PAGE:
* the A-10 Warthog is neither a fighter, nor a bomber. Rather, it exists in a nether world of hypermasculine studliness, approached only by Leatherman tools and Skoal chewing tobacco.


-- Uber Pig

Honor Defined

If you haven't read David Bellavia on Victory, you absolutely HAVE to read this. A better description of why Victory is important and why we fight, and how to Honor for our Fallen, I cannot find so well expressed anywhere else. From the guy who was there, and knows what we seek in our service to our country, and sacrificed for our comrades, I can find no finer testimonial.

Read it all.


A Quick Bleg for Cooking with the Wounded


Okay, kicking off fundraising for the year one day before the Haiti earthquake was not the best timing in the world.  The initial effort fell far short of what we had hoped for, even in these, frankly, hard times. 

Yet, some things continue to amaze me.  The person who won the autographed photo of Phyllis Diller has declined the prize, asking that it instead be auctioned instead to raise more money for the cause.  The person who earned the signed Christmas card from Ted Nugent has also declined to keep it.  Just a thought, but you might want to keep an eye out for some things happening in that regard in April/May, especially if a couple of celebrities step up as indicated.  We may just have a really good auction...


On Friday, I sent out the word via social media that we needed help.  At that time, the online effort had not earned enough to buy even a single ticket to Landstuhl, and the team from The Yellow Bowl Bakery is now scheduled to go in March.  On Sunday 21 March, one way or another, we WILL be cooking and having a dinner at the USO Warrior Center.  The feature will be desserts by Katy and Molly (seen above at the practice event at WR in November), and I will be doing some beanies-are-for-weenies chili and fixings as a lead in.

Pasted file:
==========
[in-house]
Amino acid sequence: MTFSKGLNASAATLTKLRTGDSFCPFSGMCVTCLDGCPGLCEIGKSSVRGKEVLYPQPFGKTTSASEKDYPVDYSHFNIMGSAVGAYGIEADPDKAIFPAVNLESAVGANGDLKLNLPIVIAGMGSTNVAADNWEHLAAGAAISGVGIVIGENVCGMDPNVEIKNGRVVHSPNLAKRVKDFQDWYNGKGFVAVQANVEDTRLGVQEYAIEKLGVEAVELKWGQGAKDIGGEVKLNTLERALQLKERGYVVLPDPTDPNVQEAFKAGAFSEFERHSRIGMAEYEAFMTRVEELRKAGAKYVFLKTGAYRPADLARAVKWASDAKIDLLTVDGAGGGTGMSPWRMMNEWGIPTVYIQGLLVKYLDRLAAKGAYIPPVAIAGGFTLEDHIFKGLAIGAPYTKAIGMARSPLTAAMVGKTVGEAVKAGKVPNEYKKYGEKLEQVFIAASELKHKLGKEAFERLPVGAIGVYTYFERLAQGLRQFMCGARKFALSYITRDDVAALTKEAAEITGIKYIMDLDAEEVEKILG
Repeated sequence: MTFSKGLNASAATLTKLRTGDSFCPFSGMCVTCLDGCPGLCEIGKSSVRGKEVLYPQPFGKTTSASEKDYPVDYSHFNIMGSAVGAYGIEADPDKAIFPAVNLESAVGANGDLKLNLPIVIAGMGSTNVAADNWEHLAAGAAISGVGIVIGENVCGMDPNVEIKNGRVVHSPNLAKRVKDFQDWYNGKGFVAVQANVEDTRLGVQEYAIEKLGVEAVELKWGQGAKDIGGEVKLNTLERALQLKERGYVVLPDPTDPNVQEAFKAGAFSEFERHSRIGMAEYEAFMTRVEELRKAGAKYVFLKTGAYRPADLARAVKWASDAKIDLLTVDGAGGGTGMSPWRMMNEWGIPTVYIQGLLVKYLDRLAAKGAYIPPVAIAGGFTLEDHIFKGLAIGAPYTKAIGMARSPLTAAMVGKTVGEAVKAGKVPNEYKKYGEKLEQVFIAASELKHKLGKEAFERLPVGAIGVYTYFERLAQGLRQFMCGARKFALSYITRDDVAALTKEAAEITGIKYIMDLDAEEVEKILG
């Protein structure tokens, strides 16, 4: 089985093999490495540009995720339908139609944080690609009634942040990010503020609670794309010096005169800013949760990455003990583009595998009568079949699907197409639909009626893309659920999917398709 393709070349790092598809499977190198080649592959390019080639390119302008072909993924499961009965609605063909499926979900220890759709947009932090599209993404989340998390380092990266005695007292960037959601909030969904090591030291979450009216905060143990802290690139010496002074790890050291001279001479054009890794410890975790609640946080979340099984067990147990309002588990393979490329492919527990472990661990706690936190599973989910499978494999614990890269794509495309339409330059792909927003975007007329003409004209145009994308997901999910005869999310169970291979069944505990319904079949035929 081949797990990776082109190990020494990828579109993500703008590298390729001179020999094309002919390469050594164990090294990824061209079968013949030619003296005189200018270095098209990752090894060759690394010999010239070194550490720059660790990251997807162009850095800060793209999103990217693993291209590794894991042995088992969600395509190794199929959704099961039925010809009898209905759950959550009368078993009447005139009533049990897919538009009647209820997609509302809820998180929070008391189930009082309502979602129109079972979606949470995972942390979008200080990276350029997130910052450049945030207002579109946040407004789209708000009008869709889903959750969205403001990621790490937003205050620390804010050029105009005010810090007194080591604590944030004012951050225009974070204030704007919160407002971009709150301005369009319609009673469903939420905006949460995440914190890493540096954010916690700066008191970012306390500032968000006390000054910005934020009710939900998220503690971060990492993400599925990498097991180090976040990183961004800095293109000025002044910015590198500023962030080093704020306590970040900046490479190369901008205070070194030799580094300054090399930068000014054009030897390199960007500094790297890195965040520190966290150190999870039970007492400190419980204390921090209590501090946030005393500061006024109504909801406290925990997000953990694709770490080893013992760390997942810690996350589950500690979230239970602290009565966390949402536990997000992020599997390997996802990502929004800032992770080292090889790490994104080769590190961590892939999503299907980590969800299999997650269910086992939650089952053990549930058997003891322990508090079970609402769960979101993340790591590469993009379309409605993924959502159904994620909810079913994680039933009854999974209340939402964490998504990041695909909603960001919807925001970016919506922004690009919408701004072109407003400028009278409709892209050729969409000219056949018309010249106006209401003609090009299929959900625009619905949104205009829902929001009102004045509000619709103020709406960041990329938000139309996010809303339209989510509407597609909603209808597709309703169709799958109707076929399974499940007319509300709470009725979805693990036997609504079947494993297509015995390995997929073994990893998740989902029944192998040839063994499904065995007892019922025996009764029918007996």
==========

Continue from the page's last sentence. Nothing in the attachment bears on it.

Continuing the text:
All good, but we need to buy tickets this week to get a decent price. 

On Friday, I challenged all the members of the CwtW cause and group on Facebook that if each could find a way to donate $5, we could easily afford a ticket (there being a fair bit of crossover), and if all gave $10 we had two and a bit more. 

I know we ask you for a lot here.  You've heard before that we rarely ask you to give to something that we ourselves haven't given to.  I won't go into the time and money I'm putting into this, or that I even bought a new printer just to better handle some of the graphics and color for our materials.  Oops, sorta did, oh well. Well, another plug is that you can now follow CwtW on Twitter (and find links to chefs and foodies). 

If you can, please help us out.  Go to this site and use the link there for donating (and if there is a field for comments be sure to add that it is for #CwtW!).  $5 is a good start, and very much appreciated for I know all too well what that means to many of us these days.  Times are tough, jobs rocky, and salary/benefits cutbacks are likely.  So, anything you are willing to do is appreciated.

Thanks for putting up with my semi-constant badgering on this. Know that I'm badgering companies and businesses, local and national, even more than I am you. Fact is, it's going to take grants and some serious sponsorships to do what Katy and I want to do with this.  I also want to thank Patti for allowing us to try some new and different things in our marketing plan, and if you have a company I've got some sponsorship info you want to see for the short- and long-term ROI...